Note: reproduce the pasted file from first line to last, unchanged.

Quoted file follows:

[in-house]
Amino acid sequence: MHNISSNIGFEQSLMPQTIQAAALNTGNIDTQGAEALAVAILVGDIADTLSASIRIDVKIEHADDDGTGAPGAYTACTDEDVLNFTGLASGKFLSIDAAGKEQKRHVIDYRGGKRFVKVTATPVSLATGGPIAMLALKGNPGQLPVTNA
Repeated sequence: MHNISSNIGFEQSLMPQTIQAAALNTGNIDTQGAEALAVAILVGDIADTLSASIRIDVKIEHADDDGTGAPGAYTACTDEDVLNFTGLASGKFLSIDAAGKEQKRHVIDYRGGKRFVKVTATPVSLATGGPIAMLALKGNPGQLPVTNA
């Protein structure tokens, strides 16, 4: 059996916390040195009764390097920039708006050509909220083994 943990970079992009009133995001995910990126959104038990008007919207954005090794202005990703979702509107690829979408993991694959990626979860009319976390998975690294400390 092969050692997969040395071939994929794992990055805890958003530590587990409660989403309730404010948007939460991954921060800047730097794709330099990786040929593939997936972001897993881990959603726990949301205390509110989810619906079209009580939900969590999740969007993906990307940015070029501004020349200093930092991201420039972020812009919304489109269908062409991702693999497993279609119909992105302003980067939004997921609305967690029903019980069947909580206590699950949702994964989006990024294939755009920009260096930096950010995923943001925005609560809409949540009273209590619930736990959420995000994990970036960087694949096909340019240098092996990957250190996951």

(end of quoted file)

[in-house]
Amino acid sequence: MHNISSNIGFEQSLMPQTIQAAALNTGNIDTQGAEALAVAILVGDIADTLSASIRIDVKIEHADDDGTGAPGAYTACTDEDVLNFTGLASGKFLSIDAAGKEQKRHVIDYRGGKRFVKVTATPVSLATGGPIAMLALKGNPGQLPVTNA
Repeated sequence: MHNISSNIGFEQSLMPQTIQAAALNTGNIDTQGAEALAVAILVGDIADTLSASIRIDVKIEHADDDGTGAPGAYTACTDEDVLNFTGLASGKFLSIDAAGKEQKRHVIDYRGGKRFVKVTATPVSLATGGPIAMLALKGNPGQLPVTNA
């Protein structure tokens, strides 16, 4: 059996916390040195009764390097920039708006050509909220083994 943990970079992009009133995001995910990126959104038990008007919207954005090794202005990703979702509107690829979408993991694959990626979860009319976390998975690294400390 092969050692997969040395071939994929794992990055805890958003530590587990409660989403309730404010948007939460991954921060800047730097794709330099990786040929593939997936972001897993881990959603726990949301205390509110989810619906079209009580939900969590999740969007993906990307940015070029501004020349200093930092991201420039972020812009919304489109269908062409991702693999497993279609119909992105302003980067939004997921609305967690029903019980069947909580206590699950949702994964989006990024294939755009920009260096930096950010995923943001925005609560809409949540009273209590619930736990959420995000994990970036960087694949096909340019240098092996990957250190996951």